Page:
Statement from Governor Pat Quinn on the Passing of U.S. Diplomat Anne Smedinghoff PDF Print E-mail
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Written by Leslie Wertheimer   
Monday, 08 April 2013 10:24

CHICAGO - Governor Pat Quinn gave the following statement today on the passing of Anne Smedinghoff. A young U.S. State Department diplomat from River Forest who like the governor attended Fenwick High School, Anne tragically lost her life in an explosion in Afghanistan while delivering books to children.

“Illinois is proud to call Anne Smedinghoff one of our own.

“Only 25 years old, this brave young woman knew social justice was her calling, and selflessly lost her life while serving others in a war-torn country. She was devoted to protecting America and improving the lives of others.

“We thank God for Anne's purposeful life. My thoughts and prayers are with her family and friends.”


Governor Quinn’s Trade Mission to Mexico Strengthens Illinois Water Technology Firms PDF Print E-mail
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Written by Erin Wilson   
Friday, 05 April 2013 10:06

Illinois Businesses Global Leaders in Water Tech; Helping Mexico City Face Tremendous Clean Water Challenges

MEXICO CITY – Governor Pat Quinn today held a meeting with key leaders to promote water technology firms from Illinois, businesses that are uniquely qualified to assist Mexico with its clean water challenges. The governor is currently on a trade mission to Mexico – part of his agenda to drive Illinois’ economy forward and create jobs.

“Illinois is striving to lead the nation and world in clean technology and environmental innovation, especially when it comes to clean water,” Governor Quinn said. “There are currently more than 100 water technology companies in Illinois, and these firms are positioned to offer expertise on a global scale and sell their products and services abroad. Illinois will take full advantage of opportunities for water technology growth in Mexico while helping the neighboring nation deal with its clean water challenges.”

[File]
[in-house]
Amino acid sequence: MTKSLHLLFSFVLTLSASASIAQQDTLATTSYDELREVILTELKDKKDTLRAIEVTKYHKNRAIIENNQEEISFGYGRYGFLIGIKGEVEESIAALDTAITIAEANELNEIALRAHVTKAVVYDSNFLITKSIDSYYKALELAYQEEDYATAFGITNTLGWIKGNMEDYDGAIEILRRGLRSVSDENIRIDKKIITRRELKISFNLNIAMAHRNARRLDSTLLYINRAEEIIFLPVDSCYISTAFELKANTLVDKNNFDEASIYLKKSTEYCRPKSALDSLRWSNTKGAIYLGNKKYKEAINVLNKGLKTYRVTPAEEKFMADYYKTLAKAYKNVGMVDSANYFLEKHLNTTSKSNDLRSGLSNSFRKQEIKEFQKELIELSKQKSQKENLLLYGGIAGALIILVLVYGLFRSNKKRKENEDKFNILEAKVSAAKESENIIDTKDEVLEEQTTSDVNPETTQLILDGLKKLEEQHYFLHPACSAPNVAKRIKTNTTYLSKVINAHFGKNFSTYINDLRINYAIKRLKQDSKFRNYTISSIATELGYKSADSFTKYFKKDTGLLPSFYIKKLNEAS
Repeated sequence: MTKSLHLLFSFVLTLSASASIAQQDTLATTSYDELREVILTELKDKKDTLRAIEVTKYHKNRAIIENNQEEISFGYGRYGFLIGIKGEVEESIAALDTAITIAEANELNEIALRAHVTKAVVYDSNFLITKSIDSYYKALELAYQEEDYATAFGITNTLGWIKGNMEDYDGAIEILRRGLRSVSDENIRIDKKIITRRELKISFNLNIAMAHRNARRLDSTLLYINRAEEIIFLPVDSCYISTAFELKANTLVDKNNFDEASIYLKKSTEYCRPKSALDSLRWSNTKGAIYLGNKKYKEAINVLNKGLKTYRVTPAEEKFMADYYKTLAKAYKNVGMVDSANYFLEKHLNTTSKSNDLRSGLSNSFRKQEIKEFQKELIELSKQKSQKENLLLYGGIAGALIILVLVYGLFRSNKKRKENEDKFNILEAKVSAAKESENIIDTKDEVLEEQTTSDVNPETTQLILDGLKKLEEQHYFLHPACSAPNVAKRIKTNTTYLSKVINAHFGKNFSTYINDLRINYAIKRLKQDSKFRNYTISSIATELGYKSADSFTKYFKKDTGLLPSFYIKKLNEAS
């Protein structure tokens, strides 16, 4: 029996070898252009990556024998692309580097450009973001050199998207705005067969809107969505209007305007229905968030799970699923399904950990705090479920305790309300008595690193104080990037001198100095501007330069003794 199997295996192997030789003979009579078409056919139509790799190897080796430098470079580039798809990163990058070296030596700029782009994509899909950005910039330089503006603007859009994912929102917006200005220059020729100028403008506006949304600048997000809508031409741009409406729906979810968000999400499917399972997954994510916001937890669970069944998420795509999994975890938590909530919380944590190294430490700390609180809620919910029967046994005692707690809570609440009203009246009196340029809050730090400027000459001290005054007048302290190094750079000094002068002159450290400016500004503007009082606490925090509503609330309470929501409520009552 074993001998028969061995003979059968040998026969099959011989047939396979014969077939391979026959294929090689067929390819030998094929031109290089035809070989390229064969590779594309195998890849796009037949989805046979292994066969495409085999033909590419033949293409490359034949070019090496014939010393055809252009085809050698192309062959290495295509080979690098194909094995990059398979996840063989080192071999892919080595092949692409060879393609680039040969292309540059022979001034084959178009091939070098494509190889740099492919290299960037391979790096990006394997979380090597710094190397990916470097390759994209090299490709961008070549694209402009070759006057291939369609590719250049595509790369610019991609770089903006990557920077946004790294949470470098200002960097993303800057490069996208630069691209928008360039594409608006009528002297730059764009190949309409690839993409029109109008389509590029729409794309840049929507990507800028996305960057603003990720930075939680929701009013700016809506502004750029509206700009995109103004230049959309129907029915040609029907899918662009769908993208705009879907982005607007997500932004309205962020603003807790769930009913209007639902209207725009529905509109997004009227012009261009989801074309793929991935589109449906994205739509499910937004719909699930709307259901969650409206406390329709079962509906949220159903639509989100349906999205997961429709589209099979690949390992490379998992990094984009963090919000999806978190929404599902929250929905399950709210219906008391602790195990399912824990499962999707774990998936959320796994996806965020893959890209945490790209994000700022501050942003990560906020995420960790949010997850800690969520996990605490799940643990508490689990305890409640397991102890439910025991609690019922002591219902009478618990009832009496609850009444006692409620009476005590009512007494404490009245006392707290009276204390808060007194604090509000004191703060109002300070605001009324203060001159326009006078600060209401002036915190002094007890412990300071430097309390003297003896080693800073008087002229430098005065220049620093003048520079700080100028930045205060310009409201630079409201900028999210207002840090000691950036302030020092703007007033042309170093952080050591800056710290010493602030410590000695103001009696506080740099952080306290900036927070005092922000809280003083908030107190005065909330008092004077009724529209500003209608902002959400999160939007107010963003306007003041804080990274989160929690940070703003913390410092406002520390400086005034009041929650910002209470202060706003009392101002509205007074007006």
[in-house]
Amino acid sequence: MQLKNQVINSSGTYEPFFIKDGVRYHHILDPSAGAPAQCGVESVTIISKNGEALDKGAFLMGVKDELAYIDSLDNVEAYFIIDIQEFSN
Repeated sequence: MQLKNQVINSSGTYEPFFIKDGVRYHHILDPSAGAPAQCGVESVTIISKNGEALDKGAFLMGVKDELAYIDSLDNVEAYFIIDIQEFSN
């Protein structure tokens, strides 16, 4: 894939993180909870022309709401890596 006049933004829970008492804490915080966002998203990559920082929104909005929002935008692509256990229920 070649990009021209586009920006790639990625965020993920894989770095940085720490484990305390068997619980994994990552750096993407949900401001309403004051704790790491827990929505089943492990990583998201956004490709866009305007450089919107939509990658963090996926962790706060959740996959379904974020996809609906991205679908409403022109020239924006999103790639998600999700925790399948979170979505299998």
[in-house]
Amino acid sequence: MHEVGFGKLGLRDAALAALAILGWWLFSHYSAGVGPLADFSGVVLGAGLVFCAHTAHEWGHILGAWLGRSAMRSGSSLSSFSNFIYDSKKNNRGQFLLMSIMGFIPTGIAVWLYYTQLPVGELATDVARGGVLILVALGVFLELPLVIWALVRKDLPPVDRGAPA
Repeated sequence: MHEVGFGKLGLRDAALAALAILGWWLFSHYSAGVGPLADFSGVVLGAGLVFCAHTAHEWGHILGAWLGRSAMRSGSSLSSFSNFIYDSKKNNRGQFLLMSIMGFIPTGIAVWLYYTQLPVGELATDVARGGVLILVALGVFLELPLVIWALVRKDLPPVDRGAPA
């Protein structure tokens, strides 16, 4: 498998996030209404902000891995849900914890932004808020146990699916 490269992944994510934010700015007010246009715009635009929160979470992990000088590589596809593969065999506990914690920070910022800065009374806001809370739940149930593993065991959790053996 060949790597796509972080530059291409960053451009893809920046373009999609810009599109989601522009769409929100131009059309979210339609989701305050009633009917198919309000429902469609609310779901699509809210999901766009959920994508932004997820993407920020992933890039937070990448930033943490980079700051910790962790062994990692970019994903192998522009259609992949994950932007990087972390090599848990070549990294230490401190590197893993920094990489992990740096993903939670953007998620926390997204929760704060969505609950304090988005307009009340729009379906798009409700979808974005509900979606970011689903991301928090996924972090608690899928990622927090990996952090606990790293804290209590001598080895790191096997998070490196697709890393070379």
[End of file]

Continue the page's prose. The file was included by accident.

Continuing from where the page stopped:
Governor Quinn today met Mexico City Mayor Miguel Mancera, two governors and representatives of the Mexican National Water Commission (CONAGUA) to specifically discuss water treatment and how Illinois can help. One of the world’s largest metropolitan areas, Mexico City faces tremendous challenges accessing clean water. These challenges include decreased groundwater, overexploitation, land subsidence, risk of major flooding, poor water quality, inefficient water use, wastewater treatment and the reuse of wastewater in agriculture. The security of the city’s water supply and stormwater drainage in the metropolitan area are major concerns for all levels of government.

The Mexican market for water technologies is estimated to grow three percent during 2013. United States exports in this area are also expected to increase three percent this year. Illinois firms that can take advantage of this heightened Mexican demand include: In-Pipe Technology Company of Wood Dale, which provides engineered wastewater treatment technology and services that meet the challenges facing today's municipalities; Elan Technologies of New Lenox, an innovator in open channel flow measurement and monitoring; Grundfos of Aurora, a global leader in advanced pump solutions and a trendsetter in water technology; and Nalco of Springfield, which develops technologies that either prolong water’s usability in closed systems, prepare water for reuse rather than discharge or redirect the water into an application with different requirements.

Known by its Spanish acronym, CONAGUA is the federal agency responsible for the maintenance of the country’s potable and municipal wastewater infrastructure. Mexico contains a total of 2,400 municipal water utilities, 713 potable water treatment plants and 102,548 miles of pipeline to distribute potable water to urban and rural areas. CONAGUA estimates that 90 percent of the total Mexican population of 108 million has access to running water. As in most countries, the Mexican water business remains somewhat localized, but is opening up to global competition.

In response to Mexico City’s water challenges, Mexico initiated a $2.8 billion Water Sustainability Program which includes water conservation as an important element. Investments envisioned under the plan include an increase in wastewater treatment, the importation of groundwater from irrigated areas north of the city, the construction of a major new stormwater drainage tunnel, increased water imports from an expansion of the energy-intensive Cutzamala system and better water allocation methods.